Late Night: Phelps and Free Speech

The United States Supreme Court has said it would consider an appeal from the father of a slain Marine who hopes to reinstate a $5 million verdict against Fred Phelps’ Topeka-based Westboro Baptist Church.

At issue are rights of free speech versus the right of privacy. Richard Levy, a professor of constitutional law at the University of Kansas told the Topeka Star:

This is a hot area of First Amendment law. There are a lot of issues swirling around this type of case, and the court may feel it should step in and clarify the law.

The SCOTUS ruling could affect state laws designed to curb funeral protests and potentially affect free speech. I don’t like how Phelps protests, I don’t care for what he says in the least; it’s shoddy theology designed for maximum PR. But so what? WBC has the right to say it, in the same way Anonymous has the right to protest outside the Church of Scientology with signs that say “Holy Xenu! Stop the Cult of Greed and Lies!” or morans have the right to march holding placards depicting whoever is president now as Hitler/Stalin/Mother Theresa.

I disapprove of what you say, but I will defend unto to death your right to say it

wasn’t actually written by Voltaire, to whom the above quote is oft attributed; it’s a paraphrase of Voltaire’s attitudes by Evelyn B. Hall, possibly based on a letter the French philosopher wrote to Abbe le Riche in 1770:

Monsieur l’abbé, I detest what you write, but I would give my life to make it possible for you to continue to write.

Free speech–even Phelps’ troglodyte, hate-filled screed–is a necessary component of democracy. But as groups like Steal This Protest, the Pastafarians, Sabotage & Dialogue and others show, Phelps’ hate can be diffused.

Lets Keep it Fun, Funny, Clever, Stupid, and Absurd
and avoid the mean, hateful, political, or confrontational.

This is a party not a protest.
This is a celebration not a confrontation.
This is humorous and provocative street theater where we will respond to hate with love, humor and absurdity.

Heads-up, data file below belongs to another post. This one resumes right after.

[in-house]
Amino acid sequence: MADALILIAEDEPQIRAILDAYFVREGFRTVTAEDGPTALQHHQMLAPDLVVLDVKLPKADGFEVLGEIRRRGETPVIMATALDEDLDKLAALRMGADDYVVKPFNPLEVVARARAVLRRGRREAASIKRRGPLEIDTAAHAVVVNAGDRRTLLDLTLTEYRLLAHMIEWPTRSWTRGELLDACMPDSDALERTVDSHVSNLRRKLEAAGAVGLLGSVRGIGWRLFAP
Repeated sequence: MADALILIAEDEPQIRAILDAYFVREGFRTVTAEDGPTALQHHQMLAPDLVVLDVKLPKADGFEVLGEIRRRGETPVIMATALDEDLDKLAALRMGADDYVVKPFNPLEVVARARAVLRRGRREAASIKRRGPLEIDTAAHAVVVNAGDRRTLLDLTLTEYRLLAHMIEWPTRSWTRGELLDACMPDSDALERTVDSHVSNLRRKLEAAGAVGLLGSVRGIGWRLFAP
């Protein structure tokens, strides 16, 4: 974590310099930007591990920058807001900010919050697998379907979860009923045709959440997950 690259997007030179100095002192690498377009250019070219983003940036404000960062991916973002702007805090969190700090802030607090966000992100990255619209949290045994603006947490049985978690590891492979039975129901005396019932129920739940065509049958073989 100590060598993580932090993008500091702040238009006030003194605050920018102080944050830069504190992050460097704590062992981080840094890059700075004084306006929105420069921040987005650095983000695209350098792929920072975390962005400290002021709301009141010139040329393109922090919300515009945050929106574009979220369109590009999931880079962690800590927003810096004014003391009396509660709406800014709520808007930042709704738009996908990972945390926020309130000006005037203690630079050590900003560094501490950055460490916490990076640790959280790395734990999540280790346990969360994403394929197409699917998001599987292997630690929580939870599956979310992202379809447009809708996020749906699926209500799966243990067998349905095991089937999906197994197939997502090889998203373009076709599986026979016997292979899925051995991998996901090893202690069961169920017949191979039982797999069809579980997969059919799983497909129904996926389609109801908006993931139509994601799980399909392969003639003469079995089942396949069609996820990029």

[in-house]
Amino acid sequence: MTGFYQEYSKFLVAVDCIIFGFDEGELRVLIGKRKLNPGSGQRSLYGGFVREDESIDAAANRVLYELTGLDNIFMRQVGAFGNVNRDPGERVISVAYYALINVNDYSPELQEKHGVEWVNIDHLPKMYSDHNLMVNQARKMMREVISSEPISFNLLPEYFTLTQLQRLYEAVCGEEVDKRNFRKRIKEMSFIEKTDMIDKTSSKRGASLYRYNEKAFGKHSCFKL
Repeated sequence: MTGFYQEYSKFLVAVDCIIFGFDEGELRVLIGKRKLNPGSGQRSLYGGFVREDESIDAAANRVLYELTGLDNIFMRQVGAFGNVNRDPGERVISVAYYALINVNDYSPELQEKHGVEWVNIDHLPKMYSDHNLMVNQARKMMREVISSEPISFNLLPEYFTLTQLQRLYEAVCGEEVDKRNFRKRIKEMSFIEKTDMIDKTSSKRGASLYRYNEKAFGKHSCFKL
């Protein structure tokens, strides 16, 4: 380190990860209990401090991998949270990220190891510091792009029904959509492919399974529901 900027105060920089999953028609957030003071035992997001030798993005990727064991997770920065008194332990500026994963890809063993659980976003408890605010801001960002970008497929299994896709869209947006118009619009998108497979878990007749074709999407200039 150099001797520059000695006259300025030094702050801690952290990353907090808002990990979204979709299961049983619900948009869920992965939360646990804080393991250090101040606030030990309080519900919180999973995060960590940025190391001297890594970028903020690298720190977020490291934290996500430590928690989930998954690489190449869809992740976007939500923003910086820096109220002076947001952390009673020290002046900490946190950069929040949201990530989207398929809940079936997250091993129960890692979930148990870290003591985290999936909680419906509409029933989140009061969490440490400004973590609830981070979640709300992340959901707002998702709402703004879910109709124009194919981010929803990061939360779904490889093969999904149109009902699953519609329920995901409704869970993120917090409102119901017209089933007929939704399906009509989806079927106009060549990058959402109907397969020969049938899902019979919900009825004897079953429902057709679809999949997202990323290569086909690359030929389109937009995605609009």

At the San Diego Pride Parade, the Phelpsbots are kept in a specific area with a horse patrol keeping them apart for the parade. The “God Hates <insert noun here>” crowd can bullhorn and shake their huge signs all day as they face the rear ends of the police ponies who um, kinda poop a lot when stationery.

Meanwhile, the publicity-loving, America-hating Phelps family is eagerly awaiting their moment before the Supreme Court:

Shirley Phelps-Roper, a church leader and daughter of Westboro founder Fred Phelps, said her sister Margie Phelps is likely to argue the church’s case before the Supreme Court. Shirley Phelps-Roper and Margie Phelps are licensed attorneys.

Phelps-Roper said it’s God’s will that the church gets to appear before the nation’s highest court. Regardless of the ruling, she said it’s a “win-win” for the publicity-hungry church.

“You know how hard we’ve worked to get in front of them?” she said. “We came to the kingdom for this hour.”…

Westboro’s adherents argue that the First Amendment is designed to protect speech the majority may not want to hear. But Phelps-Roper is ambivalent, noting that man’s law won’t matter much when America meets divine wrath.

“Her destruction is imminent,” she said. Laughing, she added: “And it’s going to be marvelous.”

The Phelps are bughouse loony, and satire and humor are great uses of free speech to point out their utter craziness. With clever counter-protests, rather than matching their hate with anger, the WBC can be handled, cooled and made to go away.

Limiting speech simply because the message is uncomfy sets a dangerous precedent.

And dancing frat boys kinda makes free assembly worth keeping too.

100 Responses to "Late Night: Phelps and Free Speech"
newtonusr | Tuesday March 9, 2010 08:07 pm 1

Hey Lisa!
I love/hate reading about the Phelps’.


egregious | Tuesday March 9, 2010 08:08 pm 2

Exasperating. Thanks for covering this story Lisa!


Lisa Derrick | Tuesday March 9, 2010 08:09 pm 3

same here…and this is a weird one to parse.


DrDick | Tuesday March 9, 2010 08:10 pm 4

All right! I can haz commentz turned on!

Agree completely, though I am not sure but what laws creating a safe zone around private events like this (say no protesters within 300 feet like at abortion clinics) would not be an acceptable compromise


Lisa Derrick | Tuesday March 9, 2010 08:11 pm 5

Free speech vs privacy…


Lisa Derrick | Tuesday March 9, 2010 08:15 pm 6
In response to DrDick @ 4

That’s what I am hoping for…and that counter protesters don’t buy into the anger, but instead LAUGH


OldFatGuy | Tuesday March 9, 2010 08:15 pm 7

I wish someone would dig into this and expose where they get their money.

I’d bet dollars to donut holes someone associated with the Republican Party is at least one provider.


EvilDrPuma | Tuesday March 9, 2010 08:15 pm 8

Can’t remember where it happened, but at least one Phelps Hate Brigade appearance was countered with a telethon of sorts sponsored by a local bar. The owner took pledges of a certain amount for every minute the Phelpsists were within city limits, the total to be given to a gay-friendly charity. I hope it pissed Phelps off something fierce to work against his own cause.


lbjdem | Tuesday March 9, 2010 08:18 pm 9

Betting the SCOTUS decision will somehow either:

a) limit the finding in favor of Phelps/Westboro to this one case, without saying anything clear or meaningful about free speech in general

or

b) make it clear that Phelps/Westboro’s free speech rights only exist because they incorporated


Lisa Derrick | Tuesday March 9, 2010 08:19 pm 10
In response to OldFatGuy @ 7

I thik they have made some money suing municipalities for free speech issues..